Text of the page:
This is the seventh entry in our recap of summer internships completed by SIPA students working in the Admissions Office this year.  This time we hear from Lacey Ramirez, a second-year MIA student pursuing a concentration in Economic and Political Development with a specialization in Advanced Policy and Economic Analysis.

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lacey_rI am very grateful that there is an internship requirement in the SIPA curriculum.  It forced me to take the time to seek out a professional experience in my field, whereas I otherwise would have taken a lovely summer vacation somewhere.  In the end this will make me a stronger professional candidate when it comes time to apply for a job after I complete my Master’s program.

When I was narrowing down the type of summer internship I wanted, I decided that I wanted to do international development consulting at a private firm.  This was an area of the development world that I had no prior exposure to, and I was very curious to encounter what it was like. In securing this position, I learned the essential value of networking.  It was by networking that I was able to make a contact at the private firm called Chemonics and have my résumé considered.

Chemonics is an international development consulting firm.  They mainly contract with USAID, and they are implementing and managing projects in all the major sectors in every major region of the world.  It was a very exciting opportunity, as it was a paid internship and would also give me the consulting/program management opportunity that I eagerly sought.

My internship was based in D.C. (sadly I didn’t get to go overseas), and my assignments were to work on three project teams.  One of the projects was working on public-private partnerships in the Philippines to increase the access to and sustainability reproductive health and family planning care.  Another project was a value-chain linkages project in Bangladesh, and the last project was a financial sector information sharing project.  I was not intimately involved in the creation or technical management of the projects, but I did learn a lot about program management and the many administrative/client relation tasks that go into project it.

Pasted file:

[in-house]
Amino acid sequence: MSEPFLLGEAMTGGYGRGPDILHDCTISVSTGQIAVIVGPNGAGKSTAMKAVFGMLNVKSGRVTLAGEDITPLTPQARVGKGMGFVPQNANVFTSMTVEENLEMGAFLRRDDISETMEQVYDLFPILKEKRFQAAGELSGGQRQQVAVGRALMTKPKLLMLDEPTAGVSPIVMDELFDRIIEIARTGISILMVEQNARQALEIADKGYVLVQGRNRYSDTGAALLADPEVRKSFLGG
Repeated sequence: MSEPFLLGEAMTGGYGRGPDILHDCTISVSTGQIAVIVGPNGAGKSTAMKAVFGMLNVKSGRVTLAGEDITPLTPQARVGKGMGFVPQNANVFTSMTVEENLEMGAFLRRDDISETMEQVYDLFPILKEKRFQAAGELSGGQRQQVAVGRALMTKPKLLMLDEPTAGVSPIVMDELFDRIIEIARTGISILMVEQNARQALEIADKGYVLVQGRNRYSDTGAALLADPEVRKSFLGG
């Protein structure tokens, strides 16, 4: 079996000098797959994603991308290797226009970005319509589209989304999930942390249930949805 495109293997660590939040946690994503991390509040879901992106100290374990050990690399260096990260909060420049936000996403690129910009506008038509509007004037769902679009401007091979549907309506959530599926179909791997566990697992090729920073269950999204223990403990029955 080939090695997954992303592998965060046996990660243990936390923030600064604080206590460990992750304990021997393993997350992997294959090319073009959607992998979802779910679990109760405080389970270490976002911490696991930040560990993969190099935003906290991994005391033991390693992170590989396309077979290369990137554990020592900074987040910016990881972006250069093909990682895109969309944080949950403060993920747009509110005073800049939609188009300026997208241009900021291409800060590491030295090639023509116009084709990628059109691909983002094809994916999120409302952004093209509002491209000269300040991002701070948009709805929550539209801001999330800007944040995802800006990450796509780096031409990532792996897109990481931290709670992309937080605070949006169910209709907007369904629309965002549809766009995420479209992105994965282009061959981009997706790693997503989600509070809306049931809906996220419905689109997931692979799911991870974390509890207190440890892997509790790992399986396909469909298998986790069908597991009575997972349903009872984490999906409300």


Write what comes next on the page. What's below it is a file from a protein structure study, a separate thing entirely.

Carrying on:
I had many tasks and duties that required a high level of effort and multi-tasking, and most of my tasks were administrative in nature.  Some of my daily tasks included: budgeting, auditing, client/consultant relations, editing project deliverables, and grant program development.

Chemonics also provided several training courses to orient employees to the firm and the different work being done in the field.  I also had great relationships with my directors who have been practitioners in the field for many years, and they took the time to talk with me about how I might meet my career aspirations and goals.

Over all I had a great internship experience.  It definitely helped me to further articulate where I want to work in the field of development, and what knowledge and skills I would need to get there.  It also gave me a greater perspective of the type of job opportunities in my field.